One of the most popular container technology providers Docker registers in February 2022 a record breaking 15+ million active users per month.
The success of Docker is a testament to the impact that container technologies have on the entire IT landscape.
But what causes more and more developers and organisations to move their applications and services into the container?
This blog post will explain the fundamental concepts of container technologies and show you 10 reasons that make container technologies attractive for you.
What is a Container?
Containers are small packages that contain software in a runnable software environment. You can use those packages to ship software to any computer or virtual machine (VM) that supports a container runtime like Docker.
The idea behind containers is the virtualisation of the operating system. Containers are processes that disguise themselves as operating systems. Container looks like an operating system for applications that run inside the container. But they are in reality processes that run on top of an existing operating system. They share system resources such as disk, memory and network with the host operating system.
The container image is a file format that we use to specify to a container runtime how a container process should start. It contains a set of top-down instructions that the container runtime carries out when we start a container.
The file format to specify a container image in the Docker ecosystem is called a Dockerfile. We can create a Dockerfile with our code editor and turn it into a container image with the
docker build command.
Here is an example Dockerfile from the NodeJS community
FROM node:16 # Create app directory WORKDIR /usr/src/app # Install app dependencies # A wildcard is used to ensure both package.json # AND package-lock.json are copied # where available (npm@5+) COPY package*.json ./ RUN npm install # If you are building your code for production # RUN npm ci --only=production # Bundle app source COPY . . EXPOSE 8080 CMD ["node", "server.js"]
You can see that the Dockerfile above carries out commands with the RUN directive much like you would do in the terminal of your UNIX system. But Dockerfiles offer also container specific declarations like COPY and EXPOSE which we use to inject data into a container process or for port-binding.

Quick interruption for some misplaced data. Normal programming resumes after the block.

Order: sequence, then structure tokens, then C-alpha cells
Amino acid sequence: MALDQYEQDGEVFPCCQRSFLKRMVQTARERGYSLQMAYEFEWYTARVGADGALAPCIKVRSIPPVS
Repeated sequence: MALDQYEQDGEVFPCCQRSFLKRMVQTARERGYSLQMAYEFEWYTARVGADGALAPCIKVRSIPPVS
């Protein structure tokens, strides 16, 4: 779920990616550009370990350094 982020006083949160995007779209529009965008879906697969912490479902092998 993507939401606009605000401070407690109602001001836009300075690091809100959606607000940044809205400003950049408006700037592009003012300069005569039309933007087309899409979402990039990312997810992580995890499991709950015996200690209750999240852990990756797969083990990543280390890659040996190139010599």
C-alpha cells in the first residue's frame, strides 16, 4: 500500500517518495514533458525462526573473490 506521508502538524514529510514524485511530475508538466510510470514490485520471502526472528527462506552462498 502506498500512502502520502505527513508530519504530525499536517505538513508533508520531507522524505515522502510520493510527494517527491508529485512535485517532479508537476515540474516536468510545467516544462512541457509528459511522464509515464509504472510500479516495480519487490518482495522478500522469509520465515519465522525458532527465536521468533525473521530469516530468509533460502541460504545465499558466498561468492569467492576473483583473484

Every container image references a "base image". This is done through the FROM statement. The example above references the official NodeJS Docker image. Using the NodeJS Docker image as a base image ensures that we already have a linux container with NodeJS dependencies like npm and node pre-installed.
But we could have chosen any other Docker image from the official Docker Hub registry instead.
The concept of re-using existing Container Images by referencing base images is called image layering. Container images can consist of multiple layers. The example Dockerfile above is based on the NodeJS image layer which is based on the Ubuntu image layer.
Containers are made to simplify the deployment of software. But we need to ship container images to production systems in order to start container processes.
Container registries help us to distribute container images. A registry is a database for container images that we can consume through a Rest API or a client. One of the most popular container registries is the Docker Hub Registry. This is the place where many open source communities upload their official container images.
The Dockerfile example from the last section uses the official Docker Hub image for NodeJS. The docker command line interface (CLI) searches the Docker Hub container registry by default if the required container image cannot be found on the host system
Downloading a container image from a registry is called a "pull" or "pulling".
You can also host a container registry by yourself. Nexus and Artifactory are two common applications that provide container registries. Most cloud providers like Amazon Web Service, Microsoft Azure or Google Cloud Platform offer managed container registries for users.
How you can use another container registry with your Docker CLI is described here